The idea of a guaranteed minimum income seems to be too good to be true, but it’s happening and it’s happening now: Finland is giving 2,000 citizens €560 ($587) a month as part of a very discussed experiment that can revolutionize the way we see the welfare state.

 The 2-year program participants are chosen between those unemployed citizens who were formerly protected by subsidies and other type of state help. The money given are tax free and are guaranteed even if the participant find a work. The idea is to sustain economically a jobless person and at the same time to incentive the employment research.

The current Finnish social safety net effectively discourages people to find another occupation: the unemployment benefits are so convenient that people refuse job offers in order to not loose them. The minimum income guaranteed would also reduce the amount of bureaucracy that the vast welfare state involve, and the costs of the program are said to be equal to the cost of the current system.

The idea is not new: the debate concerning this topic has been evolving, specially around the growing role of the technology that could reduce the human role in the production, also of services.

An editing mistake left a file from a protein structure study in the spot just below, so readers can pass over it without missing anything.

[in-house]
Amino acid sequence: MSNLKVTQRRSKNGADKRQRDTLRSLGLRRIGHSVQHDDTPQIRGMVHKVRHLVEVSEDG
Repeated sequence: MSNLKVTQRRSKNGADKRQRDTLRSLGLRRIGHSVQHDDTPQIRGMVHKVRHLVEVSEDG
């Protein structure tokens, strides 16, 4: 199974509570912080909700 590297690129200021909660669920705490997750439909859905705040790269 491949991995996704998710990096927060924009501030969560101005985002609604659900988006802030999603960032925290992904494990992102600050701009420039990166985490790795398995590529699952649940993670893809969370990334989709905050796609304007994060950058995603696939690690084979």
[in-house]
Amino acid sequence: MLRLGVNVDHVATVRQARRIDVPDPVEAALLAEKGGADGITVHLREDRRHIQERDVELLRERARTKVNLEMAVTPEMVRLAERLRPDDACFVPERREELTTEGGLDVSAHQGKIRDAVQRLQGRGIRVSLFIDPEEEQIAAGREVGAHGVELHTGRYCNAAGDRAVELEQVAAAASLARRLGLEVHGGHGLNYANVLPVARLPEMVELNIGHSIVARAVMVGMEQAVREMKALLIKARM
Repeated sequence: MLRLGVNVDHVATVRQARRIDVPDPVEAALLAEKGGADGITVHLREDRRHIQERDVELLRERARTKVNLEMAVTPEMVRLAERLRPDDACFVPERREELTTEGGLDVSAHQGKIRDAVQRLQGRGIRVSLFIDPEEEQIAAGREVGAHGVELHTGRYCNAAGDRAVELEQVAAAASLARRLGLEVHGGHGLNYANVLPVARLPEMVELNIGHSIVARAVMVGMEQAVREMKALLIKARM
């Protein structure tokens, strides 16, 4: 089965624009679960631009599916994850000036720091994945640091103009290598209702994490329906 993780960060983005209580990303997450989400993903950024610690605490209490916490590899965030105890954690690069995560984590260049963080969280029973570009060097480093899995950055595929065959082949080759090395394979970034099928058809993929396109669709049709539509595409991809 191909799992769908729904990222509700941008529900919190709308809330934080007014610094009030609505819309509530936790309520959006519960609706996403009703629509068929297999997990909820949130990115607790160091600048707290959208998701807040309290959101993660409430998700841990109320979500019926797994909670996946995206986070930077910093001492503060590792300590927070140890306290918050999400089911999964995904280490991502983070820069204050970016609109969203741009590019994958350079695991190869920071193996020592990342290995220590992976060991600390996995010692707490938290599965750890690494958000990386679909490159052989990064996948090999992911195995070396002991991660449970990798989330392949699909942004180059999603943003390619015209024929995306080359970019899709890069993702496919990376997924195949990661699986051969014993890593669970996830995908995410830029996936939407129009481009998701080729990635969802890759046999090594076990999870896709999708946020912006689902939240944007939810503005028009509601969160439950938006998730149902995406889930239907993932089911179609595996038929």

Switzerland was the first country to vote on such a universal basic income plan in may 2016, but the referendum was rejected by 77 percent of Swiss voters: the program would have provide a basic monthly income of 2500 Swiss francs (2660 $) to each adult citizen, and 625 to every minor.

In 2010 in India a basic income has been guaranteed in the state of Madhya Pradesh, and in a document of the 31st January of this year the government has mentioned this idea for the entire country.

The economic counselor of the government, Arvind Subramanian, has presented a concrete measure: 7620 rupee (106 euros) per year. It is a sum smaller than the minimum to survive, but it would reduce poverty from 22 % to 0,5 %.  The necessary amount of money would come from the current existence state aid, that absorb almost the 5% of the national pil but it is not enough efficient to have a strong impact to the poor living condition. Subramanian stated that the guaranteed minimum income is a very powerful idea, maybe premature, but ready to be discussed seriously.

In a 2 years the results of the Finland’s experiment will be known: they could change the way we see the welfare state and our society.

-  Internazionale n1191: Troppi ostacoli in india per il reddito di base, The Economist




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